M+ museum opens in Hong Kong with 6,400 artworks, some controversy

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Nov. 12 (UPI) — The widely anticipated M+ art museum in Hong Kong opened on Friday with more than 180,000 square feet of space, more than 6,000 works of art and a hint of controversy over concerns about censorship.

The museum, which drew 11,000 visitors at its grand opening, features nearly three dozen collections and was designed by Swiss architects Herzog & de Meuron.

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M+ in Hong Kong’s West Kowloon Cultural District is 14 years in the making and designed to attract attention to Asia as a cultural and art hub similar to New York City’s Museum of Modern and London’s Tate museums. It focuses entirely on artworks from the 20th and 21st centuries.

The new museum, however, has faced challenges and criticism. It ran four years behind schedule, went over budget, lost several top executives and was delayed by a sinkhole that opened on the construction site.

There are also concerns about censorship at the museum, considering that Hong Kong is ruled by China and artworks could be banned for being inappropriate or critical of the government in Beijing by the country’s controversial national security law.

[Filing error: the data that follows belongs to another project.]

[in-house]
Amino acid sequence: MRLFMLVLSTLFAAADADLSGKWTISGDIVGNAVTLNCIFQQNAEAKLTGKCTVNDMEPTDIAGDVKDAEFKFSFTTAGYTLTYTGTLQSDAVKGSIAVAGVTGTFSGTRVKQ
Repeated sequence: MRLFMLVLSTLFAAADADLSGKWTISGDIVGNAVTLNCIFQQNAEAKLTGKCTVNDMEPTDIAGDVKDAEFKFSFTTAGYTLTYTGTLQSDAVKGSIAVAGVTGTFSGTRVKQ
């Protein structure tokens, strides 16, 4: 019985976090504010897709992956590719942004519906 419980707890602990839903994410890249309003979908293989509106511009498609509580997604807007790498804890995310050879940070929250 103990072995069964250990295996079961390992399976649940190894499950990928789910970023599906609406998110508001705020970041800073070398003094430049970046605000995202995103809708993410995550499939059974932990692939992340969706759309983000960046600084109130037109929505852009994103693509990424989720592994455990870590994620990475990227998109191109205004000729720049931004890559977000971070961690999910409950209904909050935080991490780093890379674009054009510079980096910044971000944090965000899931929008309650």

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Some contentious subjects like the Tiananmen Square protests are on display inside the museum, though in a very mild manner.

“It seems a ban is not absolute — there is still room to mention politically sensitive subjects, although in a [very mild tone],” resident Florence Ho, who visited the museum Friday, told the South China Morning Post.

“Art is art. Politics and censorship should not take part in it.”

Construction of the M+ began in 2014 and officials buried a time capsule on the grounds of the museum a year later, which is to be opened in 2115. The building was completed last December.